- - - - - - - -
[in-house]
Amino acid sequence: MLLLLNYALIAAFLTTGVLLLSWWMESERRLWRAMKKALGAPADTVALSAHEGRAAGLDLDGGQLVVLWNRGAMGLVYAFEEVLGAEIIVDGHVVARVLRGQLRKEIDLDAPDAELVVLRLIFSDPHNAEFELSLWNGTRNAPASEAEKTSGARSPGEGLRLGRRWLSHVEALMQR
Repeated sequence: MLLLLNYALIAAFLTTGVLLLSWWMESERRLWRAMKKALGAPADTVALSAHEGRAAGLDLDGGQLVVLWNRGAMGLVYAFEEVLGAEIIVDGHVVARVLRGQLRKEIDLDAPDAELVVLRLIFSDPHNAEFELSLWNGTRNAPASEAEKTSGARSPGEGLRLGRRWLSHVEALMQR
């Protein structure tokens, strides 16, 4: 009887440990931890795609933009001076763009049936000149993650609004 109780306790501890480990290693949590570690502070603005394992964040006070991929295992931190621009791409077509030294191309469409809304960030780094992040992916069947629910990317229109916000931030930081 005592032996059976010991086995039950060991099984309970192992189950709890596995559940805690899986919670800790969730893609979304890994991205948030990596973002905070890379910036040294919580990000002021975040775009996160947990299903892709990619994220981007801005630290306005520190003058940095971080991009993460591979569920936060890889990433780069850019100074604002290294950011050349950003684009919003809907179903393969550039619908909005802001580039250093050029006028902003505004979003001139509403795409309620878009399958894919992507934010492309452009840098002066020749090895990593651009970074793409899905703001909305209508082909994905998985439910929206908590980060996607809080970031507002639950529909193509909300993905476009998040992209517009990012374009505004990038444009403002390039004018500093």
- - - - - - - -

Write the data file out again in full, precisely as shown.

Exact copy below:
[in-house]
Amino acid sequence: MLLLLNYALIAAFLTTGVLLLSWWMESERRLWRAMKKALGAPADTVALSAHEGRAAGLDLDGGQLVVLWNRGAMGLVYAFEEVLGAEIIVDGHVVARVLRGQLRKEIDLDAPDAELVVLRLIFSDPHNAEFELSLWNGTRNAPASEAEKTSGARSPGEGLRLGRRWLSHVEALMQR
Repeated sequence: MLLLLNYALIAAFLTTGVLLLSWWMESERRLWRAMKKALGAPADTVALSAHEGRAAGLDLDGGQLVVLWNRGAMGLVYAFEEVLGAEIIVDGHVVARVLRGQLRKEIDLDAPDAELVVLRLIFSDPHNAEFELSLWNGTRNAPASEAEKTSGARSPGEGLRLGRRWLSHVEALMQR
């Protein structure tokens, strides 16, 4: 009887440990931890795609933009001076763009049936000149993650609004 109780306790501890480990290693949590570690502070603005394992964040006070991929295992931190621009791409077509030294191309469409809304960030780094992040992916069947629910990317229109916000931030930081 005592032996059976010991086995039950060991099984309970192992189950709890596995559940805690899986919670800790969730893609979304890994991205948030990596973002905070890379910036040294919580990000002021975040775009996160947990299903892709990619994220981007801005630290306005520190003058940095971080991009993460591979569920936060890889990433780069850019100074604002290294950011050349950003684009919003809907179903393969550039619908909005802001580039250093050029006028902003505004979003001139509403795409309620878009399958894919992507934010492309452009840098002066020749090895990593651009970074793409899905703001909305209508082909994905998985439910929206908590980060996607809080970031507002639950529909193509909300993905476009998040992209517009990012374009505004990038444009403002390039004018500093």